1 vote bookwormteri | Mar 30, 2016 |
Redshirts falls short of what I'm use to read from John Scalzi. It was disappointing, but still the book managed to be a bit entertaining. As far as thee codas go, I couldn't connect to the first two, making the last worth reading.

So, mixed feelings about this book. ( )
  Gerardo.Delgadillo | Mar 29, 2016 |
Hey it was pretty good and I liked the concept. Kind of funny too. My daughter liked even better than "Old Man's War" which I'm reading now. But for me it was a little light on the "make sense" scale. ( )
  ndpmcIntosh | Mar 21, 2016 |
2.5 stars. A quick read, no horrific writing flaws, and a reasonably interesting concept. The characters are underdeveloped, but that's kindof the point: these are all characters invented to be extras of varying significance in a second- (or third-) rate sci-fi show. (In other words, the premise is a Star-Trekkified variant of the film Stranger Than Fiction.) Can these poor schmucks change their fate if they set out to do so?

Well, of course they can--or, at least, the important ones can survive long enough to do so. There's something very meta and strange about the fact that even as these characters bemoan their expendability as "real" characters whose lives are made up for a TV show, they are also the central characters of a book being written about them. The rules aren't that dissimilar: the book needs native action and excitement and a sacrificial death or two to motivate the remaining characters, just like the show does. The difference is that the characters become aware of the show and try to change it, but aren't aware of the book that is about their becoming aware of the show and trying to change it.

So there's an unspoken futility underlying the whole endeavor, but I don't think that was supposed to be the point. Although, truth be told, I'm not really sure there was supposed to be a point at all. Mostly this is just a humorously critical spoof of sci-fi shows that utilize nonsensical "science" and are ridiculously cavalier with the lives of nonessential cast members. As such, it's somewhat amusing, but not particularly meaningful. ( )
  BraveNewBks | Mar 10, 2016 |
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» Add other authors (5 possible)

Author nameRoleType of authorWork?Status
John Scalziprimary authorall editionsconfirmed
Hayden, Patrick NielsenEditorsecondary authorsome editionsconfirmed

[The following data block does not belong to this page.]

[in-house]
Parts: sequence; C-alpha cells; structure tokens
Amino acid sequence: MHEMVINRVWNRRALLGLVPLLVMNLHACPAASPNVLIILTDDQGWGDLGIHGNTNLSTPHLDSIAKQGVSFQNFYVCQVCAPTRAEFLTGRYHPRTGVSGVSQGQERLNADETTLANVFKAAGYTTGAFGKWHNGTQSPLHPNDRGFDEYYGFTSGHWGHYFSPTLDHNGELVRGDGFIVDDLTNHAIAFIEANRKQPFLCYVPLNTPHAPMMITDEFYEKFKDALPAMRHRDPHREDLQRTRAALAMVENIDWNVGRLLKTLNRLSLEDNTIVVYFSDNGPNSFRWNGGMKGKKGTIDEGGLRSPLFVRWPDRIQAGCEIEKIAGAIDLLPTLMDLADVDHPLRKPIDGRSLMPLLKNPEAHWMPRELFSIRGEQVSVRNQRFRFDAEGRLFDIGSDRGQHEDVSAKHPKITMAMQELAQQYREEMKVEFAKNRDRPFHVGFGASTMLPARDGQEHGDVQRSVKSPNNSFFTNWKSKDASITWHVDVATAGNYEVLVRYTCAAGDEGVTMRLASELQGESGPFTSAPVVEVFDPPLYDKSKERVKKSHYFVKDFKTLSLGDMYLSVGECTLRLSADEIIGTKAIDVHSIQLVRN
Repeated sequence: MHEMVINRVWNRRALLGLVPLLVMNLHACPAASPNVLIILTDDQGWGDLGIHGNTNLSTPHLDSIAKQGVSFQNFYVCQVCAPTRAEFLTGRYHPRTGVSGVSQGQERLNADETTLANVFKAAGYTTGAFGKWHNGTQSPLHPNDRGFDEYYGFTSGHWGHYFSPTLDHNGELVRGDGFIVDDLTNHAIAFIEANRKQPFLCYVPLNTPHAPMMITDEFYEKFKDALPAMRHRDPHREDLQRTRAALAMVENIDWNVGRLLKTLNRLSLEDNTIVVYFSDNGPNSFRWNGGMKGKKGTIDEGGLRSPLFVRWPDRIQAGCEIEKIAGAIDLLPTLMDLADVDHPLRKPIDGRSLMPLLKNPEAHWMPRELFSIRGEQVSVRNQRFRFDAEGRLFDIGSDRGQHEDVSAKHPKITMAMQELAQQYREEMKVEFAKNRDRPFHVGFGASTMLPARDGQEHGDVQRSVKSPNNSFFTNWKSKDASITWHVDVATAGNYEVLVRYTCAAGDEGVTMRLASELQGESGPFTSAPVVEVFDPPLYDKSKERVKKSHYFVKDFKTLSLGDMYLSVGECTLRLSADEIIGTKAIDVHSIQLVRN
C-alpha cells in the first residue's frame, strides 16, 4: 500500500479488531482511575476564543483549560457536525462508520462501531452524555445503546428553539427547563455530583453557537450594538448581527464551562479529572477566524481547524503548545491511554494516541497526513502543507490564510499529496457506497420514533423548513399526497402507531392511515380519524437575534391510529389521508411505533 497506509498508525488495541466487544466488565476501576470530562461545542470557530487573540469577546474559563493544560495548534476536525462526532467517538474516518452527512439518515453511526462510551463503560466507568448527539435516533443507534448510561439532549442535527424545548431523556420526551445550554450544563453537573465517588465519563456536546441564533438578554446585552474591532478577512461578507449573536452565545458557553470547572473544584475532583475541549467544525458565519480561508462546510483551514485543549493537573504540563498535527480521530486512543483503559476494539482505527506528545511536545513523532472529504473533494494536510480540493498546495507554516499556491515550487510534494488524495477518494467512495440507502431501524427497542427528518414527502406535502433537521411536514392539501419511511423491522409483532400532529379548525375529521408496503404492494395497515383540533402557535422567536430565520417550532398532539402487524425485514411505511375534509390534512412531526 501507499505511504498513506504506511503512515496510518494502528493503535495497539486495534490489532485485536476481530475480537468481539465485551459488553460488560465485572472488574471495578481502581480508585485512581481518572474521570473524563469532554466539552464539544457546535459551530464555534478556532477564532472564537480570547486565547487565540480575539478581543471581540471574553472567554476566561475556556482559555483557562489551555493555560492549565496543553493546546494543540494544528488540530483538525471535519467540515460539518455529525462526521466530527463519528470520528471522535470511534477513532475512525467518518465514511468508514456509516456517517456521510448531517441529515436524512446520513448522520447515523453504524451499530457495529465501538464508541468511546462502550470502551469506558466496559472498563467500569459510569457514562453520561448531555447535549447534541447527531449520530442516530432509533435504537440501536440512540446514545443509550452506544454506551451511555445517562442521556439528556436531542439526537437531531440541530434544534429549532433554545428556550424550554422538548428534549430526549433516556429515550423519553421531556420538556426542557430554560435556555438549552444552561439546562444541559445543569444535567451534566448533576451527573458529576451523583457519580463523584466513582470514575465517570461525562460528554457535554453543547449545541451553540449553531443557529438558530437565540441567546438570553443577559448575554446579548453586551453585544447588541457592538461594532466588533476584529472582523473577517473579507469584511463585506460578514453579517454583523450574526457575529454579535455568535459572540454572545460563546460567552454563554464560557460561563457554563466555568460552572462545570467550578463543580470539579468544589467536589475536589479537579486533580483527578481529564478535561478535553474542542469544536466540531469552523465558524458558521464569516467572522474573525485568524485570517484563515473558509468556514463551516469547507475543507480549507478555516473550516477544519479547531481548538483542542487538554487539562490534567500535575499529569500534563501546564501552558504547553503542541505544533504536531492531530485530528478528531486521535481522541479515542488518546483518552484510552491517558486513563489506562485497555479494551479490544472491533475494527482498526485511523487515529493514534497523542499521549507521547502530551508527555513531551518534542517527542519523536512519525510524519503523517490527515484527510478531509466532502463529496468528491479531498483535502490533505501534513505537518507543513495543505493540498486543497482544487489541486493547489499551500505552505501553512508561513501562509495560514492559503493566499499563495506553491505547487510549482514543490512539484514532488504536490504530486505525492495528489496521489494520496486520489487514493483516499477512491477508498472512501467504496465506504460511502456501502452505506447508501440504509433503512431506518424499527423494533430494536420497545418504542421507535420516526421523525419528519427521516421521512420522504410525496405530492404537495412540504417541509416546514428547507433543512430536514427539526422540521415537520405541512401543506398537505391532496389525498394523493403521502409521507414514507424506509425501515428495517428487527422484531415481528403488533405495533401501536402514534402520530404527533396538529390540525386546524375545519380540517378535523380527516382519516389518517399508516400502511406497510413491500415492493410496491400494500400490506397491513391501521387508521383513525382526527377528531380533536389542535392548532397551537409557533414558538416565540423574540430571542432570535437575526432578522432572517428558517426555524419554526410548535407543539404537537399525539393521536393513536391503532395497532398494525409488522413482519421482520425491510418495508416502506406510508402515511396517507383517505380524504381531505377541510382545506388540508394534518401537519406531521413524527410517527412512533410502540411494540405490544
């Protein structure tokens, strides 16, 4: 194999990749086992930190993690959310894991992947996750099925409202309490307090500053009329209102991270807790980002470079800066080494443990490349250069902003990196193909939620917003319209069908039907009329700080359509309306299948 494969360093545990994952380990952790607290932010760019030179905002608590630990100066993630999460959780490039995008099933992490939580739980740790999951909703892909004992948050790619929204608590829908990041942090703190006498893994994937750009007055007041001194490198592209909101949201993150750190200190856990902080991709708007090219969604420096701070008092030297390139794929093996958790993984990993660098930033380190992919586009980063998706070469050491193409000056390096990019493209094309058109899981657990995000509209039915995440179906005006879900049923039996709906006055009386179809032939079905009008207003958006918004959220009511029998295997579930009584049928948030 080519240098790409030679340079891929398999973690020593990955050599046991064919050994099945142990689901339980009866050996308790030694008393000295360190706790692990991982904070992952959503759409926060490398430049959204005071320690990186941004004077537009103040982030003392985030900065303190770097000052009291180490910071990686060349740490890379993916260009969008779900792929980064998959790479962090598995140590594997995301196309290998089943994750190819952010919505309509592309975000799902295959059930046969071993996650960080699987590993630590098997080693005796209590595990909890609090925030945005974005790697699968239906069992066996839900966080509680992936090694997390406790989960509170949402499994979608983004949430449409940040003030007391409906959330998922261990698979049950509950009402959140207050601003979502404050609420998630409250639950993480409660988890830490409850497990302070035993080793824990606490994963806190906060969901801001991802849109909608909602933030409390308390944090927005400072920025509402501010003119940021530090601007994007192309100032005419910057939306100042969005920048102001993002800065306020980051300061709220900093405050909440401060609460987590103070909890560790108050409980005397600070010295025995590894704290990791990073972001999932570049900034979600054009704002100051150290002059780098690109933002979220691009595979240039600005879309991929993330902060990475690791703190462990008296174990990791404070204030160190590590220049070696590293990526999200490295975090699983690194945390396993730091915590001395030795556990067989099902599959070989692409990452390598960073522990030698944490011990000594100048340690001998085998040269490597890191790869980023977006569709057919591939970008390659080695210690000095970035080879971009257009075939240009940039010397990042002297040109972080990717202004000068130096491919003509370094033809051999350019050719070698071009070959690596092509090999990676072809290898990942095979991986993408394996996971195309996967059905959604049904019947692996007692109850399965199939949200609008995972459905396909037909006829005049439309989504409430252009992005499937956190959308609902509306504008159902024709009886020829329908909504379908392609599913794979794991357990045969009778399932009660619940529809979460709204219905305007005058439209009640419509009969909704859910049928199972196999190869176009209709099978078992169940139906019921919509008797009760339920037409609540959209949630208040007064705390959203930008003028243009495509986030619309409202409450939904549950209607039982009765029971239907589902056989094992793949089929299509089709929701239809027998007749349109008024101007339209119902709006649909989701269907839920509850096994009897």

Lutjen, PeterCover designersecondary authorsome editionsconfirmed
Wheaton, WilNarratorsecondary authorsome editionsconfirmed
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Epigraph
Dedication
Redshirts is dedicated to the following:

To Will Wheaton, whom I heart with all the hearty heartiness a heart can heart;

To Mykal Burns, my friend since the TRS-80 days at the Glendora Public Library;

And to Joe Mallozzi and Brad Wright, who took me to space with them.
First words
From the top of the large boulder he sat on, Ensign Tom Davis looked across the expanse of the cave toward Captain Lucius Abernathy, Science Officer Q'eeng and Chief Engineer Paul West perched on a second, larger boulder, and thought, Well, this sucks.
Quotations
"Someone who knows that no matter what, you don't deal upward on the chain of command," Dahl said. The crewman grinned.
"I don't think luck had much to do with it."
"That's it? 'The Box'?" Dahl said.

"If it makes you feel better to think it's an experimental quantum-based computer with advanced inductive artificial intelligence capacity, whose design origins comes to us from an advanced but extinct race of warrior-engineers, then you can think about it that way," Collins said.

"Is that actually what it is?" Dahl asked.

"Sure," Collins said . . .
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(Click to show. Warning: May contain spoilers.)
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Book description
Ensign Andrew Dahl has just been assigned to the Universal Union Capital Ship Intrepid, flagship of the Universal Union since the year 2456. It's a prestige posting, and Andrew is even more thrilled to be assigned to the ship's xenobiology laboratory, with the chance to serve on "Away Missions" alongside the starship's famous senior officers.

Life couldn't be better... until Andrew begins to realize that (1) every Away Mission involves some kind of lethal confrontation with alien forces, (2) the ship's captain, its chief science officers, and the handsome Lieutenant Kerensky always survive these confrontations, and (3) sadly, at least one low-ranked crew member is invariably killed.

Unsurprisingly, the savvier members belowdecks avoid Away Missions at all costs. Then Andrew stumbles on information that completely transforms his and his colleagues' understanding of what the starship Intrepid really is... and offers them a crazy, high-risk chance to save their own lives.

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Enjoying his assignment with the xenobiology lab on board the prestigious Intrepid, ensign Andrew Dahl worries about casualties suffered by low-ranking officers during away missions before making a shocking discovery about the starship's actual purpose.… (more)